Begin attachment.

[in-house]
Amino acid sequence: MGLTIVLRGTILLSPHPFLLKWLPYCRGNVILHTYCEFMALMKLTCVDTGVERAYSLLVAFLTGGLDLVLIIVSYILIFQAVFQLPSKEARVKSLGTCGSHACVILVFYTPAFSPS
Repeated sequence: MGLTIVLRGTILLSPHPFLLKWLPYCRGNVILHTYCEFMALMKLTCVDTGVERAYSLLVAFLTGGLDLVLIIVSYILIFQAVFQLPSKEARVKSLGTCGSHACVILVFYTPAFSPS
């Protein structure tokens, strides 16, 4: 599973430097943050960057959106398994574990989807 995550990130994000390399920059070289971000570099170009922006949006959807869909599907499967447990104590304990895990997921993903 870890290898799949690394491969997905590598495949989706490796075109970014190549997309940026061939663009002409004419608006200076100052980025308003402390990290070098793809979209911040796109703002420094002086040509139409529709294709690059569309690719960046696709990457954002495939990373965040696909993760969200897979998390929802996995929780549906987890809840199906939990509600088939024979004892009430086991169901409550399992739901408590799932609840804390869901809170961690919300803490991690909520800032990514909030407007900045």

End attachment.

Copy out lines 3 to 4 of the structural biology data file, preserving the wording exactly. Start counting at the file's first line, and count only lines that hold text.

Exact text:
Repeated sequence: MGLTIVLRGTILLSPHPFLLKWLPYCRGNVILHTYCEFMALMKLTCVDTGVERAYSLLVAFLTGGLDLVLIIVSYILIFQAVFQLPSKEARVKSLGTCGSHACVILVFYTPAFSPS
């Protein structure tokens, strides 16, 4: 599973430097943050960057959106398994574990989807 995550990130994000390399920059070289971000570099170009922006949006959807869909599907499967447990104590304990895990997921993903 870890290898799949690394491969997905590598495949989706490796075109970014190549997309940026061939663009002409004419608006200076100052980025308003402390990290070098793809979209911040796109703002420094002086040509139409529709294709690059569309690719960046696709990457954002495939990373965040696909993760969200897979998390929802996995929780549906987890809840199906939990509600088939024979004892009430086991169901409550399992739901408590799932609840804390869901809170961690919300803490991690909520800032990514909030407007900045």